TULSA, Okla. — All over Tulsa this time of year, you can find construction projects. Many, like the one on 15th street near Utica, will work on fixing old water pipes.
The city is getting ahead of issues like the one that closed Thoreau Demonstration Academy.
The updates are so critical because pipe lines in Tulsa can date from the 1970s all the way back to the 1920s. Fixes can cost thousands of dollars, according to Eric Lee of Tulsa Water and Sewer Department.
"We spend approximately $13 million in replacing water lines throughout the city every year, out of a $30 million average annual capital budget," Lee said.
But age isn't the only issue, according to Water Distribution Division Manager Eric Parker.
"When it gets dry, like in the summer time or in the winter time when it gets cold and the ground turns hard and the pipe is stuck you know and the ground starts to shift, sometimes it just snaps," Parker said.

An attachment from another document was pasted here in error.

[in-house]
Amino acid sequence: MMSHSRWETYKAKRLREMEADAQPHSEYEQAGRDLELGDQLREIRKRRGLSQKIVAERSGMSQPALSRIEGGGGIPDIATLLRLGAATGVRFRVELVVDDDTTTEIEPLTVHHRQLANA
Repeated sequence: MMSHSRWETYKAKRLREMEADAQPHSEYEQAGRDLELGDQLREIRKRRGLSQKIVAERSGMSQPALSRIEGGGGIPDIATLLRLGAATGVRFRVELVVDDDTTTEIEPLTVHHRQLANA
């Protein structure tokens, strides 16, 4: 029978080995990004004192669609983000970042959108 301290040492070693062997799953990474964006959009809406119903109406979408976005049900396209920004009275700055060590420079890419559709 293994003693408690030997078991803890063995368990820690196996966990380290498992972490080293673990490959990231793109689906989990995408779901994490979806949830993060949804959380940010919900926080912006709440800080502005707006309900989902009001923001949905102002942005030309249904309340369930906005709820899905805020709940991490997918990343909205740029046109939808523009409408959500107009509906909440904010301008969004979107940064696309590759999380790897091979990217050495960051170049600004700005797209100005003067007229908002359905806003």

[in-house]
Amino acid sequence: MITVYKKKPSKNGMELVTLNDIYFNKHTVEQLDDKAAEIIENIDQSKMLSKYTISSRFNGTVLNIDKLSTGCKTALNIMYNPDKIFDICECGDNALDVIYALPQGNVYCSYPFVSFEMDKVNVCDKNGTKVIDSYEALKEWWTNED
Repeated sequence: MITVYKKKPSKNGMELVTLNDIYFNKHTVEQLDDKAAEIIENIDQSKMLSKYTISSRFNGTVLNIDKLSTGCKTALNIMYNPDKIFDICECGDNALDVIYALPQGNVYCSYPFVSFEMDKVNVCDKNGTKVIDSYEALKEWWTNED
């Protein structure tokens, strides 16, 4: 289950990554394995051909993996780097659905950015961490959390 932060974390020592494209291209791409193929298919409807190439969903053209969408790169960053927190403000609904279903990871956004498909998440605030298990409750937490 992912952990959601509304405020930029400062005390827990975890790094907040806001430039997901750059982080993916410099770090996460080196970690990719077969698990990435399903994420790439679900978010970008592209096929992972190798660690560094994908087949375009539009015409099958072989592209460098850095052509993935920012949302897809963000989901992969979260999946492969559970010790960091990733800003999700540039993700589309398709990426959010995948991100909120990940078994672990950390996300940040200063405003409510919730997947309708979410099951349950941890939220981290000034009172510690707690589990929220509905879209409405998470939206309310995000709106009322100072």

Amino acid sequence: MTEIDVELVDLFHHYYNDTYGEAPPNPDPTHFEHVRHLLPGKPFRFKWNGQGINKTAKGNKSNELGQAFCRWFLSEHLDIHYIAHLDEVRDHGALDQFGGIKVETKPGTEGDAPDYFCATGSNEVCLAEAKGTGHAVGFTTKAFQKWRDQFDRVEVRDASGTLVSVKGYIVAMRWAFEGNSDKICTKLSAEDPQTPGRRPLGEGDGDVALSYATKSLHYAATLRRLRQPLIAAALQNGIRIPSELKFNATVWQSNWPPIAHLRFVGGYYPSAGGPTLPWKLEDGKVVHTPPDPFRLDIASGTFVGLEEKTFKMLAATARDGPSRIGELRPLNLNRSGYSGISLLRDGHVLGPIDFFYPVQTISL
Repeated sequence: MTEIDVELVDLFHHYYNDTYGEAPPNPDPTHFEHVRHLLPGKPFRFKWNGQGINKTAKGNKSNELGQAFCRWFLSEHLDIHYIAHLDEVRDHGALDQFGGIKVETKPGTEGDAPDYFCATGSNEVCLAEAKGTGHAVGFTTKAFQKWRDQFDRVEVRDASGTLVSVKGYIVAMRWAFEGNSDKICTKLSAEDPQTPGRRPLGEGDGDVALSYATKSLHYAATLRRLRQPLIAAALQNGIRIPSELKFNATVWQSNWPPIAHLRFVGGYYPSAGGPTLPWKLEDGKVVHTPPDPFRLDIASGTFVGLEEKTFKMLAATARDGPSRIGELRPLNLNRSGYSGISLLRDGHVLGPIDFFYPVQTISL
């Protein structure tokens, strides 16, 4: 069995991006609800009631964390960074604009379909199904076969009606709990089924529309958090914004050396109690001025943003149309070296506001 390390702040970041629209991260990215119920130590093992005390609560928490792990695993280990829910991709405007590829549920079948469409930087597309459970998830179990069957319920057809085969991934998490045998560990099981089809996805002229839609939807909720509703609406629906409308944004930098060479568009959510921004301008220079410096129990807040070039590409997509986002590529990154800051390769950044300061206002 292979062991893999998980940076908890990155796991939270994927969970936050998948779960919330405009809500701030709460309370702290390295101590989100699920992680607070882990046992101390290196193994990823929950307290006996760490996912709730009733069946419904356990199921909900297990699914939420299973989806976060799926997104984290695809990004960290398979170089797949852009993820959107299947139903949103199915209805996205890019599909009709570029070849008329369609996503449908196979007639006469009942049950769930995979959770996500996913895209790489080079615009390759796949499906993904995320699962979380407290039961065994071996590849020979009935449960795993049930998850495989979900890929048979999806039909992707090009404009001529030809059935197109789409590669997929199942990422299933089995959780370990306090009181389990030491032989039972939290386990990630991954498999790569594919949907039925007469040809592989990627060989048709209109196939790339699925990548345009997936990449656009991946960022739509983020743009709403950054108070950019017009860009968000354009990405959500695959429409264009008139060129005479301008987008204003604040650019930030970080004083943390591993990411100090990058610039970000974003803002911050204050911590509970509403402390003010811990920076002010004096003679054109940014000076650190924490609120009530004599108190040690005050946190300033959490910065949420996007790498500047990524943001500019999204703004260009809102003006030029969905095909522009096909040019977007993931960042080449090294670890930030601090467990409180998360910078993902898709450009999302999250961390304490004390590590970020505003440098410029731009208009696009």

The problem is, that construction can cause problems as well, namely for businesses whose customers lose their on-street parking during construction.
Joe Guetlein, owner of Gallery Floral of Tulsa on 15th Street, says the lack of traffic after construction began has been noticeable.
"It's a lot quieter during the day. Not so many cars or people walking around. We still get a few rushes, but nothing compared to what it was like before the holidays," Guetlein said. "Now we're going to be more reliant for the 2020 season of online presence, phone orders, everything like that."
The water line repair on 15th Street is expected to be finished early Wednesday morning. The construction on 15th toward Lewis is set to be completed in the spring, but construction on the street closer to Peoria will be going on until fall.
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